LONDON — A British High Court justice has triggered dismay and anger across England and Wales with a recent decision that declares prayers at town hall meetings are against the law.
Justice Duncan Ouseley ruled Friday (Feb. 10) that local government councils were violating a 40-year-old law if they conducted prayers “as part of a formal local government meeting.”
But the judge added that prayers could be allowed if they were held before the town hall meeting officially began, and if councilors were “not formally summoned to attend.”
Still, the precedent-setting decision, which is theoretically binding across the country, caught many town halls off guard and few authorities seemed sure of what to do next.
The High Court ruling came after the National Secular Society and an atheist councilor, Clive Bone, filed suit against Bone’s town council in Bideford, in southwest England.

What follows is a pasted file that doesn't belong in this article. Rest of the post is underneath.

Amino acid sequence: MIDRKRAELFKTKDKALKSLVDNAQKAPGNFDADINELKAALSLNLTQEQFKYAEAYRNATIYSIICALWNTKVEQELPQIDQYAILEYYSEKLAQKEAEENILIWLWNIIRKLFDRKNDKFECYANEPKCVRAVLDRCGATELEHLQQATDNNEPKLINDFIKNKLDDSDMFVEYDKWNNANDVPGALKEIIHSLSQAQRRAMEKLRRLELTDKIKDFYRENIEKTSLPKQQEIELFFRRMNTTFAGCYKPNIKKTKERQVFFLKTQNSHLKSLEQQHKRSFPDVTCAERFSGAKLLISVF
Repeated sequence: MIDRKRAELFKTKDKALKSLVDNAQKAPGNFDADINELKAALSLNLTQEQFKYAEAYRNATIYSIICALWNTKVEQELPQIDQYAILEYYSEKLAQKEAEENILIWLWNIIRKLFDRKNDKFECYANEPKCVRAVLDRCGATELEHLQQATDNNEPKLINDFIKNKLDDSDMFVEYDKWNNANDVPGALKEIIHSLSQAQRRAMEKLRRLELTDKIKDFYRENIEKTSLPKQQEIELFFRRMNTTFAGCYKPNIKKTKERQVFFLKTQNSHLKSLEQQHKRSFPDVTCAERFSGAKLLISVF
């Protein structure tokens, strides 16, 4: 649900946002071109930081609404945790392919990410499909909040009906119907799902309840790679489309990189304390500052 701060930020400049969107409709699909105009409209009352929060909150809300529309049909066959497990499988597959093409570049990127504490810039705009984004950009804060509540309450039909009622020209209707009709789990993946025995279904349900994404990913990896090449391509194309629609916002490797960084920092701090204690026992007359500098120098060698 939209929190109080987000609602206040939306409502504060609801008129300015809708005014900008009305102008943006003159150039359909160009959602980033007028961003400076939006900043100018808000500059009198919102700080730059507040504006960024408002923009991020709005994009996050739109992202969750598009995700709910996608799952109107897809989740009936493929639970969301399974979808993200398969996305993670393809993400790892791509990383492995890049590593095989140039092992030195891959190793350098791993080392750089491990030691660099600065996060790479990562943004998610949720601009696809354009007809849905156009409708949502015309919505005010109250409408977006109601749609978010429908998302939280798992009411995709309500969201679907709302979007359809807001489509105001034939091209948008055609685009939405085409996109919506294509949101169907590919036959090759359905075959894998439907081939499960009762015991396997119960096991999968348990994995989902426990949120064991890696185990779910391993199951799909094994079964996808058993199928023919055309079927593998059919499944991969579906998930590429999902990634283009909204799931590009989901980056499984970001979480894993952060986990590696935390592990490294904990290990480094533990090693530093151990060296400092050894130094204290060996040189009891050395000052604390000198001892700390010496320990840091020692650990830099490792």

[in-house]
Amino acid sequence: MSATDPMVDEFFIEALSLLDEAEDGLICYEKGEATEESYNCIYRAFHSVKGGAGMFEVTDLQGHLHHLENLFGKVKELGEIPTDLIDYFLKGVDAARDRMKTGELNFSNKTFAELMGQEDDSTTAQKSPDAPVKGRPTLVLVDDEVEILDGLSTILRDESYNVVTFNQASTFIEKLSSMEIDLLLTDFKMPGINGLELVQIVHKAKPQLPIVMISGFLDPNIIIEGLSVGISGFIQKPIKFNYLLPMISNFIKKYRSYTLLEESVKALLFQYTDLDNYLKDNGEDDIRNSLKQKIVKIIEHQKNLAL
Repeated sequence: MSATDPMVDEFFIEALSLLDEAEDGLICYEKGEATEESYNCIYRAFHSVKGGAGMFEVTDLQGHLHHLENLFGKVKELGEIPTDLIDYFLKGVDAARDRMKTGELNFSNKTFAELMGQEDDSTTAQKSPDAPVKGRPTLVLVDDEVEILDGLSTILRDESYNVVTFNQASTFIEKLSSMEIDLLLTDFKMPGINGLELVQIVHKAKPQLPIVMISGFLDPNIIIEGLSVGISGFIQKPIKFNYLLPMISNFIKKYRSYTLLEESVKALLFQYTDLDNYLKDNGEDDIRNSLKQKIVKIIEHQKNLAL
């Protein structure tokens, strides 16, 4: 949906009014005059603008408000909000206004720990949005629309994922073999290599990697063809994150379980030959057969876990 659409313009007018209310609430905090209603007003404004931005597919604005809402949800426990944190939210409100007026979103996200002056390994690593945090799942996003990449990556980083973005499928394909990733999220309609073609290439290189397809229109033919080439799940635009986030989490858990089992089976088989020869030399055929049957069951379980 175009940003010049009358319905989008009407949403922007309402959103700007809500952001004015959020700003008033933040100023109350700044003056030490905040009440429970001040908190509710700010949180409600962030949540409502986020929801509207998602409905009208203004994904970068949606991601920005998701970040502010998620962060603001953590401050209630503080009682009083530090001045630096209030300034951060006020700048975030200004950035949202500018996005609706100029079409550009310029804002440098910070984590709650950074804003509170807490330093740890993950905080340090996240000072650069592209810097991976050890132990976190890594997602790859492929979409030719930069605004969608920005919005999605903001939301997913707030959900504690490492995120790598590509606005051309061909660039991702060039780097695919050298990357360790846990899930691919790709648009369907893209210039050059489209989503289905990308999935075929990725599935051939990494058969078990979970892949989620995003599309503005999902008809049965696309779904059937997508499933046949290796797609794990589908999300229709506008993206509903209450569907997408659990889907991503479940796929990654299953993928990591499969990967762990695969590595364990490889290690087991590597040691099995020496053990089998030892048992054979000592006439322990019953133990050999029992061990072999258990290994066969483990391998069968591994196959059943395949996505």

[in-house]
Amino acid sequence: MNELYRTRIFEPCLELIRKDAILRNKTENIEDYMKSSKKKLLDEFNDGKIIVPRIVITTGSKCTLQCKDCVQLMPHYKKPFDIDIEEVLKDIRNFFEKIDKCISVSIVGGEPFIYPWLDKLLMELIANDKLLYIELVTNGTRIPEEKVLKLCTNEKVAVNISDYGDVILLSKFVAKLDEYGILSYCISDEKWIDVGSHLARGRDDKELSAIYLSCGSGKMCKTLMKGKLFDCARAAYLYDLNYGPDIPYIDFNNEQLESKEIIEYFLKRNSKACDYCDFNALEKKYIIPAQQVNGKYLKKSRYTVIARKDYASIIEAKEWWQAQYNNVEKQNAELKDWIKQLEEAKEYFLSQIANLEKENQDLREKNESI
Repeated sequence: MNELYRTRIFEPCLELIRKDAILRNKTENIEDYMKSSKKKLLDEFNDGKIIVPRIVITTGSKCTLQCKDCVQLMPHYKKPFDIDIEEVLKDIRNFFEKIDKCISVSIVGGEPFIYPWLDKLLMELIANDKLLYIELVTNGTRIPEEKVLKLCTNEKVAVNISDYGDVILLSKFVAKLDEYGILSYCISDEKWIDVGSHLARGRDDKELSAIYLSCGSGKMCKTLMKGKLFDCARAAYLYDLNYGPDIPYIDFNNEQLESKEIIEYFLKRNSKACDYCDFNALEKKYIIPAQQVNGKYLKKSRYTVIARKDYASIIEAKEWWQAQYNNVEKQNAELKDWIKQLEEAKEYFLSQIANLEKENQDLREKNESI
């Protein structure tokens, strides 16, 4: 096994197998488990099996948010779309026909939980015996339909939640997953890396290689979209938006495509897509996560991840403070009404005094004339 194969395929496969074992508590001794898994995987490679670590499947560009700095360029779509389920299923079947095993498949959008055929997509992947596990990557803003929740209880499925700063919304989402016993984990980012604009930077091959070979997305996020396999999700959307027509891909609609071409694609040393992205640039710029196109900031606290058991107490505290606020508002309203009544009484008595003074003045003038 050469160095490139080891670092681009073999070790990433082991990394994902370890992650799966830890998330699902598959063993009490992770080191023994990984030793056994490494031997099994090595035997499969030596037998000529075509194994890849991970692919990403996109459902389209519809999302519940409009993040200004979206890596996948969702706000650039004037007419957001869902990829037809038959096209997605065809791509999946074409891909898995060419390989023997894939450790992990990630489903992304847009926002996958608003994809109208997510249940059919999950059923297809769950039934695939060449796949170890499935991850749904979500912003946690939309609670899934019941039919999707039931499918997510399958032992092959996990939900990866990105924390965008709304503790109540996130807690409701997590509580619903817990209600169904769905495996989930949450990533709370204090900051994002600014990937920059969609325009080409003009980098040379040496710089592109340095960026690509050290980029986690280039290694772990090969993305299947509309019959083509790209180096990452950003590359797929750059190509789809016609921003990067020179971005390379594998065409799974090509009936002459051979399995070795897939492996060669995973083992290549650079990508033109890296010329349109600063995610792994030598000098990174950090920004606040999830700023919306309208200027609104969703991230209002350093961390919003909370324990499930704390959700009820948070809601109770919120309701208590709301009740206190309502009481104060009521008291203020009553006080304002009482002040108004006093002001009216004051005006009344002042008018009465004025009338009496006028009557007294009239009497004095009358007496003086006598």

Former Archbishop of Canterbury George Carey warned the ruling could have “incredibly far-reaching consequences,” which he called a “truly terrifying prospect.”
“Will the next step be scrapping the prayers which mark the start of each day in Parliament?” Carey wrote in London’s Daily Mail newspaper.
John Bercow, speaker of the House of Commons, moved swiftly to say he would invoke parliamentary privilege to make sure the High Court action does not affect Parliament’s daily prayers.
Some local councils suggested they intend to defy the decision. “We will find a way around it,” said John Breeds, the mayor of Rye, England, including the possibility of praying before the meeting formally begins.
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